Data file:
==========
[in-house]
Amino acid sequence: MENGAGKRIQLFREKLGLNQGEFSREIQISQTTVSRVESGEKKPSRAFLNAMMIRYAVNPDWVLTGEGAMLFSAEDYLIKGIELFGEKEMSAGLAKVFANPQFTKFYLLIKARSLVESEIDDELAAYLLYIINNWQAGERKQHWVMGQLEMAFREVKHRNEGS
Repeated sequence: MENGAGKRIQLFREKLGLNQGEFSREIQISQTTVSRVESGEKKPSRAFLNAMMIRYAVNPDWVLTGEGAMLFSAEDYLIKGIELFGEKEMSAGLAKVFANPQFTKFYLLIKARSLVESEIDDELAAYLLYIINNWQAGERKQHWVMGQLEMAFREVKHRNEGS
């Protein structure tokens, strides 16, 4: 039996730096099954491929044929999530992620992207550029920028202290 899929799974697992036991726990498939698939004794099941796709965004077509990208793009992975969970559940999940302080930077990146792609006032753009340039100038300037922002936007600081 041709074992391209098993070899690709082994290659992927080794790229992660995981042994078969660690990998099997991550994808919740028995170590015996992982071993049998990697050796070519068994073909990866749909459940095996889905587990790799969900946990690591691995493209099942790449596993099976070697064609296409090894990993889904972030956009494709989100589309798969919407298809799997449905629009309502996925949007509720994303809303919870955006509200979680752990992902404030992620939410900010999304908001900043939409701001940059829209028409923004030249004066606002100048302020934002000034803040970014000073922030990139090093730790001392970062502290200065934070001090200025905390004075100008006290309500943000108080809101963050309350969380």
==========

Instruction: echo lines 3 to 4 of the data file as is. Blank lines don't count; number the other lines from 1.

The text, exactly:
Repeated sequence: MENGAGKRIQLFREKLGLNQGEFSREIQISQTTVSRVESGEKKPSRAFLNAMMIRYAVNPDWVLTGEGAMLFSAEDYLIKGIELFGEKEMSAGLAKVFANPQFTKFYLLIKARSLVESEIDDELAAYLLYIINNWQAGERKQHWVMGQLEMAFREVKHRNEGS
């Protein structure tokens, strides 16, 4: 039996730096099954491929044929999530992620992207550029920028202290 899929799974697992036991726990498939698939004794099941796709965004077509990208793009992975969970559940999940302080930077990146792609006032753009340039100038300037922002936007600081 041709074992391209098993070899690709082994290659992927080794790229992660995981042994078969660690990998099997991550994808919740028995170590015996992982071993049998990697050796070519068994073909990866749909459940095996889905587990790799969900946990690591691995493209099942790449596993099976070697064609296409090894990993889904972030956009494709989100589309798969919407298809799997449905629009309502996925949007509720994303809303919870955006509200979680752990992902404030992620939410900010999304908001900043939409701001940059829209028409923004030249004066606002100048302020934002000034803040970014000073922030990139090093730790001392970062502290200065934070001090200025905390004075100008006290309500943000108080809101963050309350969380």